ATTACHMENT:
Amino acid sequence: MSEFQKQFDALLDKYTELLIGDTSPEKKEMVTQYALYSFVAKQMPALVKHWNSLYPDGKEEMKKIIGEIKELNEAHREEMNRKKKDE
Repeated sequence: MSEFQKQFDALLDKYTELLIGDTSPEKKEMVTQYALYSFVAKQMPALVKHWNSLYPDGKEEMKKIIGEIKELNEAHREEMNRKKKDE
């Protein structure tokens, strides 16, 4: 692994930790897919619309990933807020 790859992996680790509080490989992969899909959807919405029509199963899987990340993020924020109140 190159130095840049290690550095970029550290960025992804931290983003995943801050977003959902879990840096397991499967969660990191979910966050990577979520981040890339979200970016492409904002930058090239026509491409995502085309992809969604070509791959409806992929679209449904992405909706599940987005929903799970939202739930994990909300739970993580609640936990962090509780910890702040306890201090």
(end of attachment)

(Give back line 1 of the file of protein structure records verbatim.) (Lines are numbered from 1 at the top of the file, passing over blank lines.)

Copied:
Amino acid sequence: MSEFQKQFDALLDKYTELLIGDTSPEKKEMVTQYALYSFVAKQMPALVKHWNSLYPDGKEEMKKIIGEIKELNEAHREEMNRKKKDE